What better way to start the New Year than a post about balance? Though StableMovement Physical Therapy is a physical therapy boutique, the approach to healing, health, fitness, and wellness is holistic. That is both at gross physical level and in the subtler realms impacting overall health and wellbeing.
As the New Year dawns and we enter into it, we sincerely hope to give our best and that demands a balanced life. What do I mean by balanced life? Well let’s just say it is equanimity in all things we undertake. Imagine a beam balance sitting on a fulcrum, and based on where you move on this beam, you could tip it over or be agile, skilled, and light to keep it balanced so it does not hit ground and stays balanced in the air. Now, each individual will have a unique skill set and comfort level as to how far out along one side of the beam one can go and yet not tip the balance beam over. Get the picture? I have worded this out since it is not only in the physical balance, albeit mental balance as well that is involved here. In other words, balance at gross and subtle levels. At a certain point gross gets subtle and subtle keeps getting subtler and rarer (like water particles turn to steam and when this is further heated the particles move further apart as density decreases). When that happens, movement suddenly becomes very effective and balance is the outcome of this. Do what you may, you will not tip the beam balance! The stability we all seek in movement which results in a balanced life.
Physical therapists employ a variety of exercises to promote physical balance, though that is not the sole purpose of such exercise. It is truly imbibed when we are in equilibrium (stable) moment after passing moment. Initially, it is not a state of passivity, it is the constant striving or fine tuning (dynamic adjustments made to maintain balance). With practice however, each level of challenge gets easier and we seek a new zenith to work towards (as it is said, sky is the limit- notice the analogy here---the higher up you go, the lower the density). As a physical therapist, I see success in both being close to the center and staying in static balance through fine tuning, as well as how much further out you can reach along the beam balance and still return to the center. It takes a very different skill set to accomplish these two, however they both demand presence and alertness.
Stability is the quality that closely resembles equanimity. In other words, stability is that dynamic state in which one has complete command over all the faculties to make the split second decision with only the goal in mind and not the result or outcome (i.e. looking forward to future) and where there is no space for brooding on the past. Our bodies/form is the best instrument to realize this truth. Balance poses in Yoga without use of props, let’s one go deeper inside and master nuances with utmost clarity and calmness, so that such equipoise may be reproduced with mindfulness. Need help? To clarify this concept, it is easier to make use of equipment like the rocker board, BOSU or balance disc, Airex cushion, etc. and explore the gross adjustments initially and experience the finer tuning through smaller weight shifts. As the mind calms, it gets easier to be present for subtler adjustments. By doing best in whatever you do, you subtly invigorate people around you to do the same. In his study about Vibrational Medicine, Dr. Richard Gerber mentions of cells within our body that are capable of receiving and emitting light energy(ultraviolet light).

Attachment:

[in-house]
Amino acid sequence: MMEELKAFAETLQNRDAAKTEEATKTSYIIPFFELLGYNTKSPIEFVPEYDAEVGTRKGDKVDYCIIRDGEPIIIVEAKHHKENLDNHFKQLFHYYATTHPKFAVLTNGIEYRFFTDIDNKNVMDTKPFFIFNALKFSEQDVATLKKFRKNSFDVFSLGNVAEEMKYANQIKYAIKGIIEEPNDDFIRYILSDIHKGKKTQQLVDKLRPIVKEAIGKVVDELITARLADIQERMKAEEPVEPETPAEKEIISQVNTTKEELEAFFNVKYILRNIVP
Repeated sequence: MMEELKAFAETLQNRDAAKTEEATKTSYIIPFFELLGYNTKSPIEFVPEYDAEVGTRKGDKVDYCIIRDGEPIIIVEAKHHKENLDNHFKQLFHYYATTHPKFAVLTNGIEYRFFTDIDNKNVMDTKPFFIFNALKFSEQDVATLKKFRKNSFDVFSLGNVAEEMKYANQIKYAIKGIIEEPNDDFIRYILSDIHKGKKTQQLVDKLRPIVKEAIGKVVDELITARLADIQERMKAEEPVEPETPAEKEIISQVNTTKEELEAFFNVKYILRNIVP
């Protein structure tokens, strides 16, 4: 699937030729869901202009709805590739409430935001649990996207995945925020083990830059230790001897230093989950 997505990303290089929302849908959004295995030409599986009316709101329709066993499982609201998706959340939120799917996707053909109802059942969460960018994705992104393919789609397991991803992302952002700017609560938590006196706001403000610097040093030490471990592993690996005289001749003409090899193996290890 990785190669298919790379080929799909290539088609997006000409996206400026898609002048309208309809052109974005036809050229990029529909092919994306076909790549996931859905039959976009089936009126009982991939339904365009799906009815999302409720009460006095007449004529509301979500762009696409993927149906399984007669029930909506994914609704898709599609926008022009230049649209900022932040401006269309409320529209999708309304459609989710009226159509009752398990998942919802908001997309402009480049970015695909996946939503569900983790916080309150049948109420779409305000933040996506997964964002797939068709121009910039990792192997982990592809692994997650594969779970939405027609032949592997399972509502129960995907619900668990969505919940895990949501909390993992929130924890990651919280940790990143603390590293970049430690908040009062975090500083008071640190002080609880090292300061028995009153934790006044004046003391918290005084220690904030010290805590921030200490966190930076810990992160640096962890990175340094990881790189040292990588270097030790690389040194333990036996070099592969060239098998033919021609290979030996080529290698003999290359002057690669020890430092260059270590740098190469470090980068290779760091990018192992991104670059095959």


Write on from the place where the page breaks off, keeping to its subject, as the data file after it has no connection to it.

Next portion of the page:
Vrikshasana is one- leg stance pose that demands stability and is a wonderful asana to go within and explore the workings of the subtler realm of thoughts.
• When one balances on one leg, it shifts the center of gravity of the body, as the weight bearing line shifts to the stance leg. The non-stance leg is lifted higher and abducted at the hip which changes the dynamics and muscles recruited to maintain standing balance.
• Lumbar spine stability in sagittal and coronal planes, pelvic stability in the coronal plane and overall ankle stability (in all three planes- sagittal, coronal and transverse) is of paramount importance.
• The gastroc-soleus, tibialis anterior, peronei and toe flexors, provide ankle and foot stability.
• The gluteus medius/minimus, TFL, hip adductors keep the pelvis stabilized in the coronal plane, the psoas and gluteus maximus stabilize the pelvis in sagittal plane.
• The trunk stability is through transversus abdominus and the thoraco-lumbar fascia, rectus abdominus and erector spinae co-contraction.
• The scapulae are symmetrically stabilized through serratus anterior, trapezii, and rhomboids.
• Stability at the shoulder during overhead arm extension is through rotator cuff muscles and co-contraction of biceps and triceps.
• When ligaments are in optimal condition, the skeletal alignment ideal, and muscles supple yet strong, the harmonious working of these results in pain-free, stress –free, stable posture.
Wishing you all a Happy, Healthy, and Stable New Year. Make that Ecstatic, Lively, and Balanced New Year!
Ami Gandhi is a licensed physical therapist in the state of California. She is the owner of StableMovement Physical Therapy, a small boutique practice in San Jose that offers patient centered, one-on-one, hands-on physical therapy.